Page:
Writer’s block. Every writer has dealt with it at some point (Stephen King claims he hasn’t but I’m calling bull), and it can be a huge deterrent when it comes to expressing yourself and getting your stories out. I will touch on some of the main issues that cause writer’s block, but the focus of this article is to explain how to push past the block and to go over the strategies I’ve personally found to be beneficial to me.
All writers have experienced the first draft blues. The idea for the story came to us in a flurry of inspiration; the characters sauntered through our door, greeting us with their riveting personalities. Yet, as we sat down to write the story, the sentences stumbled and clanked together in an oafish web of prose. Too... Continue Reading →
It didn’t take long for me to realize that my first draft sucked with a capital “S.” Halfway through chapter one, I wanted to take it out back and beat it with a hockey stick for wasting my time. I’d like to say that this feeling dissipated as I got further into my first draft, that my confidence grew word by word, sentence by sentence. But I’d hate to lie to you. The truth is that I became more sure of the inevitable failure looming ahead of me, blocking my path to success.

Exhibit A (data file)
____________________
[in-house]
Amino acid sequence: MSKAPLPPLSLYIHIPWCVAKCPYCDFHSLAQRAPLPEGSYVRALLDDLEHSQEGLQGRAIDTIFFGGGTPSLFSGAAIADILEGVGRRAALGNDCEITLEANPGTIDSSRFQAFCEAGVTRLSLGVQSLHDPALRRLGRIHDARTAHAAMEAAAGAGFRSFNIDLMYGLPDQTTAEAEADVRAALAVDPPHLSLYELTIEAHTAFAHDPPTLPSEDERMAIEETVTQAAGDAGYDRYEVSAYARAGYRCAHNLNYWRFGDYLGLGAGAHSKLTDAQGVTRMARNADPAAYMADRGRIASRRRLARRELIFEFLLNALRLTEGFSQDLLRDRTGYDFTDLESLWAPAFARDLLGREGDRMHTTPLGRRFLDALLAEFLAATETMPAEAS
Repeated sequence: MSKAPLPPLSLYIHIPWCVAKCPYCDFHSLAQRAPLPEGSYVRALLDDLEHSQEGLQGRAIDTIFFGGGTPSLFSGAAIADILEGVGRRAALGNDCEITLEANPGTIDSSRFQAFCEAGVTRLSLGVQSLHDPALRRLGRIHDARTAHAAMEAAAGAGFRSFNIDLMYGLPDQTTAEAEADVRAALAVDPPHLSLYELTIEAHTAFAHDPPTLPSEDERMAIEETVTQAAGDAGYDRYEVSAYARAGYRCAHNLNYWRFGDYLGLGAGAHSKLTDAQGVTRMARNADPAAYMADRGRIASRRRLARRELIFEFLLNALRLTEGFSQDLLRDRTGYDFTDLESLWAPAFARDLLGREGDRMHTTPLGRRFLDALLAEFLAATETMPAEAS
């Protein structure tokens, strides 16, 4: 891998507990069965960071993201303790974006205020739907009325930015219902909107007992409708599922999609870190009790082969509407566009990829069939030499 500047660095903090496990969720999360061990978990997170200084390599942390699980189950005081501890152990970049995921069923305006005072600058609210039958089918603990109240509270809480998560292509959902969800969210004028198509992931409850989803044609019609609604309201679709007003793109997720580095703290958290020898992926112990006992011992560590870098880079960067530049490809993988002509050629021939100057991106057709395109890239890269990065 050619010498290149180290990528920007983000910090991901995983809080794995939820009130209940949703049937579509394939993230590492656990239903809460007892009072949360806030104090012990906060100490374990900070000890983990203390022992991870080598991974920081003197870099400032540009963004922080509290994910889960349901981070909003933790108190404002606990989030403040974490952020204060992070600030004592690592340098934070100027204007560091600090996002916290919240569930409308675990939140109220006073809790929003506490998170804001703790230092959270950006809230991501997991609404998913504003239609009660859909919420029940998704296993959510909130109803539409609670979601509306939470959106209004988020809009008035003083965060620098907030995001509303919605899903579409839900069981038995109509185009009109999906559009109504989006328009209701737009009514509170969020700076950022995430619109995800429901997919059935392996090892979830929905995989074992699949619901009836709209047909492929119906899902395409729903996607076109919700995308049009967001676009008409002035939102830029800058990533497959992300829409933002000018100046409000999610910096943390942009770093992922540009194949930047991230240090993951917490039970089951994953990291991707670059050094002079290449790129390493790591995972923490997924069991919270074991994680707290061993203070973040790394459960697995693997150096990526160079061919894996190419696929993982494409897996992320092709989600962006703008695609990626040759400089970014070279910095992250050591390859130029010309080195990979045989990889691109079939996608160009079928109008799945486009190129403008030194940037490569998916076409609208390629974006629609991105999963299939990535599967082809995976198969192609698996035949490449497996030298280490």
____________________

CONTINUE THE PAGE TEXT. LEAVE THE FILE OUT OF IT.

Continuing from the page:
If you expect everyone to see colors the way you envision them while you're writing, then you may be disappointed. I may refer to blood as crimson while you think of it more as a ruby red. You may think the sky a soft Carolina blue, while I would paint the sky with a tint of periwinkle. While this may not seem a huge issue, it can complicate how your reader perceives your work.
Writing fiction is a passion of mine. The number one thing that bothers me while reading fiction of the lack of scenery and location. Most beginning writers have not yet found the sweet point between a dark room and the room containing the soft glow of a candle sitting on an oak tabletop, next to... Continue Reading →
When it comes to grammar, writers tend to divide into two separate groups: the grammar police, known to frantically run down those guilty of petty grammatical crimes, and the grammar hippies, who believe that creativity shouldn’t be stifled by the archaic rules of English professors long dead. Personally, I fall somewhere in between. I have been known to obsessively scour my writing for grammatical errors and to proudly pinpoint mistakes discovered in novels or on corporate websites, and other times, I recklessly break all the rules. Writing is an art, and with any art, there are times to scribble within the lines and then there are times to push the boundaries. So, how does a writer know which rules to break and when to break them?